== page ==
Klahr AC, Dickson CT, Colbourne F
Transl Stroke Res 2014 Jul;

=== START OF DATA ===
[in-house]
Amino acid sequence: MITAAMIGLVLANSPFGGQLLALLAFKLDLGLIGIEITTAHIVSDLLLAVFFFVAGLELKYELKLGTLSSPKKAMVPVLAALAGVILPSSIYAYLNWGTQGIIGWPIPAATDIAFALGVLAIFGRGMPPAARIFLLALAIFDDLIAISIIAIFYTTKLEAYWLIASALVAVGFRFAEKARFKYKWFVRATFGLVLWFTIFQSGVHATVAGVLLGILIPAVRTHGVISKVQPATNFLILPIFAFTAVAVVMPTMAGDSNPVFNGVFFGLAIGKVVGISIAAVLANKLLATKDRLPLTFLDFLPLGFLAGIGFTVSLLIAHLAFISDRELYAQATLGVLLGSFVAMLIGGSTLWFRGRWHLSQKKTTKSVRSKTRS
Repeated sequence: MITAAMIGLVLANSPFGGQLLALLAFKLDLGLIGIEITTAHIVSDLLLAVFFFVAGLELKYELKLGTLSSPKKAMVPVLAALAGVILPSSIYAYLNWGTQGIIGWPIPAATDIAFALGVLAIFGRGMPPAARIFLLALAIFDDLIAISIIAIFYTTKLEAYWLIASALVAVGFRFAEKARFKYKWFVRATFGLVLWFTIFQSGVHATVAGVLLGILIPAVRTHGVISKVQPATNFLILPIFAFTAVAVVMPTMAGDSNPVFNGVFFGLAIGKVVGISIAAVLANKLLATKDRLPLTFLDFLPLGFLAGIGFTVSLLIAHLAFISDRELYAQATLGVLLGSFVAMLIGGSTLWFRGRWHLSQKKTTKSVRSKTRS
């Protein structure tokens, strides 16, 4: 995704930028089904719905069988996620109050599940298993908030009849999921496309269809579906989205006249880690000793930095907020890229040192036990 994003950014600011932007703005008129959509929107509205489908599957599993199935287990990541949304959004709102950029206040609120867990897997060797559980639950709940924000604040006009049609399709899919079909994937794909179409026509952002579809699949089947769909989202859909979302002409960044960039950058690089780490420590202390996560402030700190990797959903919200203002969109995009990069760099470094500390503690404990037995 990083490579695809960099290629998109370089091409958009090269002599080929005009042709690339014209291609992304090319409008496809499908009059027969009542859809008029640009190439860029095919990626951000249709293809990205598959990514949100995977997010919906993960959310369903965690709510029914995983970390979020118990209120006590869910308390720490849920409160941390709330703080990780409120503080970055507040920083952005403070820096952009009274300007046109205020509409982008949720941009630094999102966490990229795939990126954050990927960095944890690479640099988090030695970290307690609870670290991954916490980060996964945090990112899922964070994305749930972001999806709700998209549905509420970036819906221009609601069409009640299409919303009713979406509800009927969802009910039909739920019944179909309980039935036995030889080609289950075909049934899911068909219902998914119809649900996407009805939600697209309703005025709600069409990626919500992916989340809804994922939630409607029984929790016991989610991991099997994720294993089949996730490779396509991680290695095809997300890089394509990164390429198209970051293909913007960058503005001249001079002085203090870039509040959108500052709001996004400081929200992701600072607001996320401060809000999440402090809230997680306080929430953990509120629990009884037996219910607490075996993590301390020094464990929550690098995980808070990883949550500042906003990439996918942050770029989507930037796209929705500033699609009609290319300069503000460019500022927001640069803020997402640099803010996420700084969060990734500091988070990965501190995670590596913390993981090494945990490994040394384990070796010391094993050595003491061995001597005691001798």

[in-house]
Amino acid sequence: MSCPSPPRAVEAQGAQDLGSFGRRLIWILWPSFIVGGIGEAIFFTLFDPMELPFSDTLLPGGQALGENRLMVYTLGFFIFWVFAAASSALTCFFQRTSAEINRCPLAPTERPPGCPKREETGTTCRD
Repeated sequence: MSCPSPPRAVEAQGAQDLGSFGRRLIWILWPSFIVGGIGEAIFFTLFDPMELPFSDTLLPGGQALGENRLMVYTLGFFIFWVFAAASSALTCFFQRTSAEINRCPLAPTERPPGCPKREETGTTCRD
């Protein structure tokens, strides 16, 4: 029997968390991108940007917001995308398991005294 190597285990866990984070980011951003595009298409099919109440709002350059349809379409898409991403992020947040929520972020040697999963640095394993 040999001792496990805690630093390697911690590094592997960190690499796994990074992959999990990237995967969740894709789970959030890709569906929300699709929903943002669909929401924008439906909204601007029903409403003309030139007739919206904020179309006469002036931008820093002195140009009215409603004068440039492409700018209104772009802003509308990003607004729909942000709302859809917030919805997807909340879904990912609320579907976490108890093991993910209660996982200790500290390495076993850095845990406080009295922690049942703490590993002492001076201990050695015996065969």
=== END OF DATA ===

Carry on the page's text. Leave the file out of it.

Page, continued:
Seizures are a frequent complication of brain injury, including intracerebral hemorrhage (ICH), where seizures occur in about a third of patients. Rodents are used to study pathophysiology and neuroprotective therapies after ICH, but there have been no studies assessing the occurrence of seizures in these models. Thus, we compared seizure incidence and characteristics after infusing collagenase (0.14 U), which degrades blood vessels, and autologous blood (100 μL) into the striatum of rats. Saline was infused in others as a negative control, whereas iron, a by-product of degrading erythrocytes, served as a positive control. Ipsilateral and contralateral electroencephalographic (EEG) activity was continuously monitored with telemetry probes for a week after the stroke. There were no electrographic abnormalities during baseline recordings. As expected, saline did not elicit any epileptiform activity whereas iron caused seizure activity. Seizures occurred in 66 % of the collagenase group between 10 and 36 h, their duration ranged from 5 to 90 s, and these events were mostly observed bilaterally. No such activity occurred after blood infusion despite comparable lesion sizes of 32.5 and 40.9 mm(3) in the collagenase and blood models, respectively (p = 0.222). Therefore, seizures are a common acute occurrence in the collagenase but not whole blood models of striatal ICH (p = 0.028, for incidence). These findings have potential implications for ICH studies such as for understanding model differences, helping select which model to use, and determining how seizures may affect or be affected by treatments applied after stroke.